From Vintage Story Wiki

Basic Understanding

Vintage Story has a very large number of items, blocks, and entities, and this is helped by having variants of many objects.

Take, for example, the hammer item. There exists 9 hammers in the game and each one has identical functionality, with some minor details changed. Without variants, each hammer would have to be created individually which would result in a lot of time, and a lot of different files.


By using variants, a single hammer item is created, and variant groups are added to it. Most properties in our hammer item file remain the same, however some are changed dependent on the variant of hammer. Specifically, each hammer has identical functionality, however each hammer has a different texture, tooltier, durability, and attack power.

The hammer is referenced throughout this page, so here is the file in its entirety:

	code: "hammer",
	class: "ItemHammer",
	storageFlags: 257,
	attributes: {
		handbook: {
			groupBy: ["hammer-*"]
		toolrackTransform: {
			rotation: { y: 1, z: -1 },
			translation: { x: -0.2, y: 0.02 },
			scale: 1.5,
		groundStorageTransform: {
			translation: { x: 0, y: -0.16, z: 0.33 },
			rotation: { x: 26, y: 88, z: -87 },
			scale: 1.01
	behaviors: [{ 
		name: "GroundStorable",
		properties: {
			layout: 'WallHalves',
			wallOffY: 1,
			sprintKey: true,
			selectionBox: { x1: 0, y1: 0, z1: 0, x2: 1, y2: 0.1, z2: 1 },
			collisionBox: { x1: 0, y1: 0, z1: 0, x2: 0, y2: 0, z2: 0 },
	variantgroups: [
		{ code: "metal", states: ["copper", "tinbronze", "bismuthbronze", "blackbronze", "gold", "silver", 
															"iron", "meteoriciron", "steel"												
		  ] },
	tool: "hammer",
	damagedby: ["blockbreaking", "attacking"],
	heldTpHitAnimation: "smithingwide",
	shape: { base: "item/tool/hammer" },
	texturesByType: {
		"*": {
			"metal": { base: "block/metal/ingot/{metal}" },
			"wood": { base: "item/tool/material/wood" } 
	tooltierbytype: {
		"*-copper": 2,
		"*-gold": 2,
		"*-silver": 2,
		"*-bismuthbronze": 3,
		"*-tinbronze": 3,
		"*-blackbronze": 3,
		"*-iron": 4,
		"*-meteoriciron": 4,
		"*-steel": 5
	durabilitybytype: {
		"hammer-stone": 60,
		"hammer-gold": 250,
		"hammer-silver": 250,
		"hammer-copper": 500,
		"hammer-tinbronze": 750,
		"hammer-bismuthbronze": 900,
		"hammer-blackbronze": 1100,
		"hammer-iron": 1800,
		"hammer-meteoriciron": 2100,
		"hammer-steel": 4500
	attackpowerbytype: {
		"hammer-stone": 1,
		"hammer-copper": 1.25,
		"hammer-gold": 1.5,
		"hammer-silver": 1.5,
		"hammer-bismuthbronze": 1.5,
		"hammer-tinbronze": 1.75,
		"hammer-blackbronze": 2,
		"hammer-iron": 2.25,
		"hammer-meteoriciron": 2.35,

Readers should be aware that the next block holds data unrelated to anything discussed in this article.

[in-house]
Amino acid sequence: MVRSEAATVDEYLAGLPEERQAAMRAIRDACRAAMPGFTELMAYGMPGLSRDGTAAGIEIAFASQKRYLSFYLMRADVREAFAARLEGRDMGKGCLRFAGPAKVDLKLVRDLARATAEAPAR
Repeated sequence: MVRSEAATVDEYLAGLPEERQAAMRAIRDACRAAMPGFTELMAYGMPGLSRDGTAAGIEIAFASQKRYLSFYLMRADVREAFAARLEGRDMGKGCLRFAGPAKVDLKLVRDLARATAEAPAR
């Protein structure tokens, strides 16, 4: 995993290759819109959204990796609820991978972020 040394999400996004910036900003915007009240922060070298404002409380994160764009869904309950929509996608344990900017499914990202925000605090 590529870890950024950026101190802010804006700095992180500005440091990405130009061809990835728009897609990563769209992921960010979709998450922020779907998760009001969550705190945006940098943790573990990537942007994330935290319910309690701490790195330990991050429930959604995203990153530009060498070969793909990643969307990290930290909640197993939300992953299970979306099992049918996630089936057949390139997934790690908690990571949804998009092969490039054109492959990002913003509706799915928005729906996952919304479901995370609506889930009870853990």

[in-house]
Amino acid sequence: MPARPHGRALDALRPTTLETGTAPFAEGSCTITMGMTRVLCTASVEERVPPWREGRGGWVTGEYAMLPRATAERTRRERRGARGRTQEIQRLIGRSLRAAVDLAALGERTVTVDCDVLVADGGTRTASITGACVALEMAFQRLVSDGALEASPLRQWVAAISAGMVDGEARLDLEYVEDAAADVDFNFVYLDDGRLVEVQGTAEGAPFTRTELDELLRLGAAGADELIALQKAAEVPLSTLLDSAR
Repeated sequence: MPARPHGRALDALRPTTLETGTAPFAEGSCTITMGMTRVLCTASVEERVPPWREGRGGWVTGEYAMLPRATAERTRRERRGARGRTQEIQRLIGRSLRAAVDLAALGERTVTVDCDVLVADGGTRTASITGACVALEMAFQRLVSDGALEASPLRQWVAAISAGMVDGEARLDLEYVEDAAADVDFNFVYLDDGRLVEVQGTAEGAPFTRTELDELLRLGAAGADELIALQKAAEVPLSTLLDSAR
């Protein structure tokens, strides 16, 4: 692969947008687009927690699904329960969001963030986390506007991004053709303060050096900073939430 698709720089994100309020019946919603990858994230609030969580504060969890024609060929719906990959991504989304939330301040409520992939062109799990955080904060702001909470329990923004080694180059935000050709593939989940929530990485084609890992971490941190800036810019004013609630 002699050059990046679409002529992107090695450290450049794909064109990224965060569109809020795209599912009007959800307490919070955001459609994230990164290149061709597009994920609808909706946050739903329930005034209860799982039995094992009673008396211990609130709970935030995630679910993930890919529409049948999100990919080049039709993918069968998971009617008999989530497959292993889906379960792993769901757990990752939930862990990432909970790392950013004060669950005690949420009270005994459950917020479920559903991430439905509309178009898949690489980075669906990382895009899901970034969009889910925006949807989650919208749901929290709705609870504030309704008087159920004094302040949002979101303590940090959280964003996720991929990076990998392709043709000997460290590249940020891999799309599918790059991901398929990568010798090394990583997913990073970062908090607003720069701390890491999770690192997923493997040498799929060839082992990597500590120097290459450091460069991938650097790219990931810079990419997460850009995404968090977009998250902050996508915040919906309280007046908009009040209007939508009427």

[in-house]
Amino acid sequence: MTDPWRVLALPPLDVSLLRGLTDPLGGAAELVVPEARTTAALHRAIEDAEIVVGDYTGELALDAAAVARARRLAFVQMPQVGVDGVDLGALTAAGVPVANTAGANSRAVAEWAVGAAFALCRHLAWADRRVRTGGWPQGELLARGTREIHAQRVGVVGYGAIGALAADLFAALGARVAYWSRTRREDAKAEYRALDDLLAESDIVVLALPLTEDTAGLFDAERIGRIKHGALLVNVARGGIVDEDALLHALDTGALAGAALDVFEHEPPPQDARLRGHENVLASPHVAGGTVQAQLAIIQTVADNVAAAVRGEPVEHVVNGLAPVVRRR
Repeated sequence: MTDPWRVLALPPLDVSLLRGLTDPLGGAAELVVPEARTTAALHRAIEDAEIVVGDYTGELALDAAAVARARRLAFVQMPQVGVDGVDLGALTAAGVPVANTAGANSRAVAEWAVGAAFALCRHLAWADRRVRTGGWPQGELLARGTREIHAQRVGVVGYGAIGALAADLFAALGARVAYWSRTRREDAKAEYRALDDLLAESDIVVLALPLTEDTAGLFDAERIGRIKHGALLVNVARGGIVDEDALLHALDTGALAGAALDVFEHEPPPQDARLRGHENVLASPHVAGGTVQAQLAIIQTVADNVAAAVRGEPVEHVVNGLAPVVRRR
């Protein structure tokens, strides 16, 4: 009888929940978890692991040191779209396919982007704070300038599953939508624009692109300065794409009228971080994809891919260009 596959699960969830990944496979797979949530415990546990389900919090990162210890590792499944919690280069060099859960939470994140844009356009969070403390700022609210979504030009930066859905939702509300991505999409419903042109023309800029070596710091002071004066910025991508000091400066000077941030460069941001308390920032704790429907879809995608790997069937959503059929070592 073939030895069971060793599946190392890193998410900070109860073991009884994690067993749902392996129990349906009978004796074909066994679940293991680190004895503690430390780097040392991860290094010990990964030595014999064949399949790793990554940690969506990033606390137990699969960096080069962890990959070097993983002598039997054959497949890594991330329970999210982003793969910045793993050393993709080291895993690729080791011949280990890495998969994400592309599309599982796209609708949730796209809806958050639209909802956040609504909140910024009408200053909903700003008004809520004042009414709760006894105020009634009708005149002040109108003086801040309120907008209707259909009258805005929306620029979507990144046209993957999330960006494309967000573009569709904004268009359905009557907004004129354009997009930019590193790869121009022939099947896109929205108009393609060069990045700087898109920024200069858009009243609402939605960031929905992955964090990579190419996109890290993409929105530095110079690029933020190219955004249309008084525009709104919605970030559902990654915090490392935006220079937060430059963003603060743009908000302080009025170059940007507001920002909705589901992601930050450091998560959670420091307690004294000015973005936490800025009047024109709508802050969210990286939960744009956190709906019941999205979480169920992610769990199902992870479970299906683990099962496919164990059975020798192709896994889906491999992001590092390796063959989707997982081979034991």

"hammer-steel": 2.5
	creativeinventory: { "general": ["*"], "items": ["*"], "tools": ["*"] },
	fpHandTransform: {
		translation: { x: 0.0468, y: -0.2, z: 0 },
		rotation: { x: -33, y: 7, z: 90 },
		scale: 2.75
	guiTransform: {
		translation: { x: 0, y: 0, z: 0 },
		rotation: { x: -77, y: 46, z: 8 },
		origin: { x: 0.59, y: 0.5, z: 0.49 },
		scale: 2.6
	groundTransform: {
		translation: { x: 0, y: 0, z: 0 },
		rotation: { x: 0, y: 0, z: 0 },
		origin: { x: 0.5, y: 0.45, z: 0.5 },
		scale: 4.5
	tpHandTransform: {
		translation: { x: -0.65, y: -0.48, z: -0.52 },
		rotation: { x: 90, y: 1, z: 0 },
		scale: 1

Usage in JSON

Variant groups are extremely useful for content and code modders, so it is important to know exactly how to use them in your assets.

Defining Variant Groups

To create a set of variants, you will need to define at least one variant group, which includes the variant code, and all the states for that variant.

variantgroups: [
    { code: "metal", states: ["copper", "tinbronze", "bismuthbronze", "blackbronze", "gold", "silver", "iron", "meteoriciron", "steel"] }

The variant group for the hammer is shown above. The code is metal, and the states are a list of metals. Each state will result in a new object, with the state ID being added onto the end of the item's code. Hammers, for example, all have a code of "hammer-{metal}", where {metal} is replaced with the appropriate state. An object can have any number of variant groups. Take a look at the seashell.json variant groups:

variantgroups: [
	{ code: "type", states: ["scallop", "sundial", "turritella", "clam", "conch", "seastar", "volute"] },
	{ code: "color", states: ["latte", "plain", "seafoam", "darkpurple", "cinnamon", "turquoise"  ] }

Seashells have two variant groups: type and color. For each state in type, there exists every state in color, giving a total of 42 different sea shells. Every sea shell in game has a code of "seashell-{type}-{color}". Variant states can also be created from any World Properties:

variantgroups: [
	{ code: "rock", loadFromProperties: "block/rock" },


On occasion, a combination of variant groups can cause the creation of unwanted objects. Say, for example, that turquoise clams were unrealistic and shouldn't be in the game. To remove variants, you can use the 'SkipVariants' property. The seashell variants would now look like this:

variantgroups: [
	{ code: "type", states: ["scallop", "sundial", "turritella", "clam", "conch", "seastar", "volute"] },
	{ code: "color", states: ["latte", "plain", "seafoam", "darkpurple", "cinnamon", "turquoise"  ] }
skipVariants: [

Any code within skipVariants will not be created in game.


Sometimes, you may want to specifically choose which variants should be created in game. For example, you may only want a specific selection of seashells to be created in the game for testing purposes. To only allow specific variants, you can use the 'AllowedVariants' property. The seashell variants would now look like this:

variantgroups: [
	{ code: "type", states: ["scallop", "sundial", "turritella", "clam", "conch", "seastar", "volute"] },
	{ code: "color", states: ["latte", "plain", "seafoam", "darkpurple", "cinnamon", "turquoise"  ] }
allowedVariants: [

If allowedVariants exists, any code that is not within it will not be created in game.

It is important to remember that skipVariants takes presedence over allowedVariants - If an element exists in both the allowed and skip list, it will be skipped.